Friday Night Lights: A Town, a Team, and a Dream

Book review by
Tracy Moore, Common Sense Media
Friday Night Lights: A Town, a Team, and a Dream Book Poster Image
Stunning investigation into sports mania has mature themes.

Parents say

age 13+
Based on 1 review

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A lot or a little?

The parents' guide to what's in this book.

Educational Value

Readers find out about the ritual and discipline of high school football, as well as the politics, economics, religions, and values of a small town in Texas.

Positive Messages

Friday Night Lights acts as a cautionary tale about the risks and rewards of football fever. 

Positive Role Models & Representations

Characters are not presented here as role models so much as real-life representatives of small-town America, ordinary people whose lives illustrate the perks and pitfalls of sports-obsessed culture. As such the characters are realistically flawed.

Violence

As an exploration of the cult of masculinity through sports, Friday Night Lights takes as its very premise the violent culture of football. There are frank discussions of injury, tackles, fights on and off the field, and the general rough-and-tumble existence of rural American life where education's not a priority.

Sex
Language

Frequent reference to and quoting of profanity, ranging from casual, such as "s--t" and "goddamn" to stronger terms like "pussy," "whore," the "N" word, and other racial slurs like "wetback." 

Consumerism
Drinking, Drugs & Smoking

Underage drinking is commonplace and widely accepted in community attitudes; underage football players regularly receive gifts of pre-game six-packs.  Drinking appears entrenched in the culture, with some characters drinking as early as 5th grade in full view of parents, who often encourage or enable it. There's also frank discussion of the dangers and health risks of alcoholism.

What parents need to know

Parents need to know that Friday Night Lights, first published in 1990, inspired a well-regarded movie and TV series. Excellently written and reported, it investigates the perks and pitfalls of football culture in a small Texas town in the late-1980s. It deals frankly with racism, sexism, homophobia, underage drinking, and the glorification of sports and masculinity. Such mature themes make it a better read for older kids, and a great launchpad for discussion.

User Reviews

  • Parents say
  • Kids say
Adult Written byKaren K. February 18, 2017

Great Books

The book points out great issues, in a way young boys will want to read. It discusses segregation, racism, sexism, without hitting the reader over the head. I... Continue reading

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What's the story?

In Odessa, a small town in Texas, football is a way of life that galvanizes a whole community. FRIDAY NIGHT LIGHTS, the book that launched the TV show (and film) chronicles this town in 1988 as the Permian Panthers and six of its key players make their way through a yearlong season. Caught in the endless cycle of boom and bust that plagues many oil towns, the entire city turns its gaze to the Panthers, who offer a Friday night counternarrative of glory and victory to this otherwise ordinary existence. But there's a dark side to the football fever, evident in the underbelly of entrenched racism, homophobia, sexism, and segregation in the town. Will football uplift Odessa and the team players who sacrifice their lives, academics, and bodies for it, or will it take as much from them as it gives?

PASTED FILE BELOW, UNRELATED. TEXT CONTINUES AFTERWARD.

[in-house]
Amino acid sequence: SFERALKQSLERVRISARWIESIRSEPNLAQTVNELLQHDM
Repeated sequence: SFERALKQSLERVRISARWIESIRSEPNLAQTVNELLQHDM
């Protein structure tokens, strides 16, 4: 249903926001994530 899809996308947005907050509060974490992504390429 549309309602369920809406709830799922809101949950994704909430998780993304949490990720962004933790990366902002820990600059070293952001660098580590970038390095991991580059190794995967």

Is it any good?

Friday Night Lights is an excellent, if uneasy, read. Anyone who attended a high school where sports seemed bigger than books -- and that would be lots of them -- will feel a familiar tug at the description of athletes loafing by on low academic expectations, on the pulse of a school that beats fastest on Friday night. But this book pulls back the curtain on football fever and offers a deeply detailed, nuanced look at the risks and rewards of such fervor -- the way racism may disappear on the field but persists the next day in the hallways, the way the very parents who themselves saw their lives derailed by physical injury encourage their sons to take the same risk, the way girls and minorities forever play second fiddle in the cult of masculinity -- and emerges with a troubling, sympathetic portrait. 

This book's mature themes make it better for older kids, and great for parents to engage with those readers about the thornier issues of American life, most of which are fresh today, in spite of the book's original publication date of 1990.

Talk to your kids about ...

  • Families can talk about racism in small towns. How does the depiction of racism in Odessa compare to racism today? Do you think small towns are still like this, or is the book a relic of the past? How are things different now? How are they the same?

  • How does the balance of sports and academics measure up at your school? What are the attitudes reflected in your school about the importance of learning vs. sports?

  • Friday Night Lights shows football as a one-way ticket to glory and fame, but a short-lived achievement with big risks. What price do many of the team members pay for their devotion to sports? What's life like after football for them?

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